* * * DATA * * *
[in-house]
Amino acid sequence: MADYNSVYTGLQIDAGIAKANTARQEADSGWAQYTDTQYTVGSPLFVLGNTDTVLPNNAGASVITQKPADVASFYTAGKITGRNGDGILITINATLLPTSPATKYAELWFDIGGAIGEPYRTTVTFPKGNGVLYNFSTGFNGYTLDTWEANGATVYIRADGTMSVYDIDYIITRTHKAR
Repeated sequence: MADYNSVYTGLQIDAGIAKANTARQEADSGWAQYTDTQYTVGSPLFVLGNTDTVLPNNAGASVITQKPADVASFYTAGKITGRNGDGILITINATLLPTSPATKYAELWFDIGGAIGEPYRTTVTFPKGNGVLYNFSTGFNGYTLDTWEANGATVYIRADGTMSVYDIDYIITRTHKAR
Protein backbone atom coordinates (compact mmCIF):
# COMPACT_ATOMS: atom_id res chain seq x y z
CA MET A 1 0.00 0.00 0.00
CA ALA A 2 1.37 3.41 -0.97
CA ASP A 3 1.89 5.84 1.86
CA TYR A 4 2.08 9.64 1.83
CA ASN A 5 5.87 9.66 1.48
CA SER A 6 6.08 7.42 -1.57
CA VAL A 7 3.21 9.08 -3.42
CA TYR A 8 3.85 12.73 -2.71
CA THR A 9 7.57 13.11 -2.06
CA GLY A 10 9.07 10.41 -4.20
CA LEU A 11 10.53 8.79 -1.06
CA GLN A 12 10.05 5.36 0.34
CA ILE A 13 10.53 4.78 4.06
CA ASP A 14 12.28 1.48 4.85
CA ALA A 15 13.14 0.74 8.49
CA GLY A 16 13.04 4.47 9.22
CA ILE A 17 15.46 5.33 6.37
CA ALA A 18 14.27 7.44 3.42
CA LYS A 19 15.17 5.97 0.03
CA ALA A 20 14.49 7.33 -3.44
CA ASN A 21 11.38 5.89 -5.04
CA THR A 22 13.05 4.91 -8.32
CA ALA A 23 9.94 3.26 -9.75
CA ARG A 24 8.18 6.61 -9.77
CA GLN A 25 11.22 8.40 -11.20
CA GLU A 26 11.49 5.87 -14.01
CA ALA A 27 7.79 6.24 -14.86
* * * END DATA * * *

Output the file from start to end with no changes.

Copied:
[in-house]
Amino acid sequence: MADYNSVYTGLQIDAGIAKANTARQEADSGWAQYTDTQYTVGSPLFVLGNTDTVLPNNAGASVITQKPADVASFYTAGKITGRNGDGILITINATLLPTSPATKYAELWFDIGGAIGEPYRTTVTFPKGNGVLYNFSTGFNGYTLDTWEANGATVYIRADGTMSVYDIDYIITRTHKAR
Repeated sequence: MADYNSVYTGLQIDAGIAKANTARQEADSGWAQYTDTQYTVGSPLFVLGNTDTVLPNNAGASVITQKPADVASFYTAGKITGRNGDGILITINATLLPTSPATKYAELWFDIGGAIGEPYRTTVTFPKGNGVLYNFSTGFNGYTLDTWEANGATVYIRADGTMSVYDIDYIITRTHKAR
Protein backbone atom coordinates (compact mmCIF):
# COMPACT_ATOMS: atom_id res chain seq x y z
CA MET A 1 0.00 0.00 0.00
CA ALA A 2 1.37 3.41 -0.97
CA ASP A 3 1.89 5.84 1.86
CA TYR A 4 2.08 9.64 1.83
CA ASN A 5 5.87 9.66 1.48
CA SER A 6 6.08 7.42 -1.57
CA VAL A 7 3.21 9.08 -3.42
CA TYR A 8 3.85 12.73 -2.71
CA THR A 9 7.57 13.11 -2.06
CA GLY A 10 9.07 10.41 -4.20
CA LEU A 11 10.53 8.79 -1.06
CA GLN A 12 10.05 5.36 0.34
CA ILE A 13 10.53 4.78 4.06
CA ASP A 14 12.28 1.48 4.85
CA ALA A 15 13.14 0.74 8.49
CA GLY A 16 13.04 4.47 9.22
CA ILE A 17 15.46 5.33 6.37
CA ALA A 18 14.27 7.44 3.42
CA LYS A 19 15.17 5.97 0.03
CA ALA A 20 14.49 7.33 -3.44
CA ASN A 21 11.38 5.89 -5.04
CA THR A 22 13.05 4.91 -8.32
CA ALA A 23 9.94 3.26 -9.75
CA ARG A 24 8.18 6.61 -9.77
CA GLN A 25 11.22 8.40 -11.20
CA GLU A 26 11.49 5.87 -14.01
CA ALA A 27 7.79 6.24 -14.86